To think about OSSA is to think about competition, and for many, about competition on land in particular. a section in which bones pluma This is a fundamental milestone, as it was the brand’s first design tested by and for it – in the 250 version –. But let’s go by the parts. Launched in 1967, the OSSA Pluma is clearly one of those products that is in line with the popularization of motorsports. Directly responsible for reducing market share corresponding to 125 cubic centimeter motorcycles, thus leading to an essential sporting expertise if one wishes to continue to remain within the industry.
In this way, all kinds of sports models appeared in the Montesa, Bultaco or OSSA range from the early sixties, both on asphalt and on land. However, at this point we must make a precision. And it is that, while Iberian motorcycling was more or less worth its own mechanical experience and pilots’ mine in everything related to asphalt, referencing the roads required the necessary Anglo-Saxon help. On the other hand, something that was completely normal, because in the European context, the United Kingdom was the country where the popularization of these sloppy subjects was born.
Thus, while Bultaco was collaborating with Don and Derek Rickman to produce the Metis, OSSA decided to use English driver Mick Andrews. One of those athletes who has been able to make a team knows full well that his job is not only to ride the bike, but to collaborate and work with mechanics to improve the design in all possible aspects. Impressed by this quality, Eduard Giro personally went to the UK to sign Andrews. And yes, in 1967, with the presentation of OSSA Pluma 230, he succeeded. The most important moment for the Catalan company, the birth of one of those profitable pairs of pilot and engineer working in a coordinated manner.
OSSA Pluma 250, the first test of the brand
With Mick Andrews on staff, OSSA finally had a light that could effectively guide it through the world of testing in the United Kingdom. And yes, we say the name of the country explicitly because in terms of entry into the North American market, everything was resolved thanks to Yankee Motors from 1966. The company that did the imports relied on the restless and effective pilot Dick Mann.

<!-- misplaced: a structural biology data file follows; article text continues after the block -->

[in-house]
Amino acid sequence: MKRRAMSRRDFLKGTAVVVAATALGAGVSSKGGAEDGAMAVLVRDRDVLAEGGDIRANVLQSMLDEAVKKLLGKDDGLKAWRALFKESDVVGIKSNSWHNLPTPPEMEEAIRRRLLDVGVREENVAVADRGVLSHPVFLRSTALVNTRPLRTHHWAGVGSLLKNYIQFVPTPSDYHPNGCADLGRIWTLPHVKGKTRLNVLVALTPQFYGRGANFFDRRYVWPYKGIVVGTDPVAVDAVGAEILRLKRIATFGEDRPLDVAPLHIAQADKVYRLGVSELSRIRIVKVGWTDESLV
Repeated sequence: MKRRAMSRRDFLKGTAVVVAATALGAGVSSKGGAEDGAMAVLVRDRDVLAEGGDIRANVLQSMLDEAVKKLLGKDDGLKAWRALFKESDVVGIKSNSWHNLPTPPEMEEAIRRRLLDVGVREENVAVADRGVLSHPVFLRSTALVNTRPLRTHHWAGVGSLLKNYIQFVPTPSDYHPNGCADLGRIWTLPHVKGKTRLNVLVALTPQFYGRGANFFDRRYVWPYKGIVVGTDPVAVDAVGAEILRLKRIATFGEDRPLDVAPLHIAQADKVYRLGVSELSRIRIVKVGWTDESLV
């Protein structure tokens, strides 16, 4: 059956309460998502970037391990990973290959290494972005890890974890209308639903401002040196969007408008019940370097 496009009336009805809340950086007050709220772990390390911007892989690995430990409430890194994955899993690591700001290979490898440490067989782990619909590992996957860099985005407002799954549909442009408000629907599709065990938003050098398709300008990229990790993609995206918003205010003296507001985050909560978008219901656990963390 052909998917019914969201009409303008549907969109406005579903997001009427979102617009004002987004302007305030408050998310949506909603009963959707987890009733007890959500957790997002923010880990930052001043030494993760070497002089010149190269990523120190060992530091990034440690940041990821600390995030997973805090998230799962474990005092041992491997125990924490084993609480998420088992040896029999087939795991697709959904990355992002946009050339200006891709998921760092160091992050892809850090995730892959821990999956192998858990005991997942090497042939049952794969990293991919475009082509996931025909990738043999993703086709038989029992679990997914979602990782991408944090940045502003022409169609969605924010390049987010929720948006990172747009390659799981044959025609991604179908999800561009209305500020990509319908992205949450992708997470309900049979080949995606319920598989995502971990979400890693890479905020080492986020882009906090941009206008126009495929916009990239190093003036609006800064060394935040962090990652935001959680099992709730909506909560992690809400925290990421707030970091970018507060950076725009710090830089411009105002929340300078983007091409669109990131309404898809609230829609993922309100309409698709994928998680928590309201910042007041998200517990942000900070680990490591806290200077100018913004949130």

A man who had defended his career at Bultaco Mount since 1967 usually appears on the circuit with a motorcycle with its chassis and OSSA engine on it. In short, what was so successful was eventually brought into series under the name 250 DMR. But back to the OSSA wings. With the help of Mick Andrews precisely, it should be recognized how little it was piercing the starting grid in the United Kingdom.
All this thanks to its double cradle chassis, on which two-stroke single-cylinder mechanics with 16 CVs were adjusted to 6,000 revolutions per minute and 230 cubic centimeters. Effective, but overall closer to a motocross motorcycle than a testbed. And this is it, attention, when we talk about the launch of OSSA Pluma we are talking about its first version. It was called Pluma 230 because of its displacement.
At this point, two years later, in 1969, a model was finally launched, which could be declared the first OSSA test. OSSA Pluma 250. differs from the previous one with 244 cm in its engine, but especially in the handlebar, protection of the air filter and an electronic ignition that made the engine more effective when traveling through muddy areas or, simply, especially wet. A design, finally, perfectly suited to the specific practice of testing. Mick Andrews’ hand practiced from 1967 – when 230 came out – was further noticeable.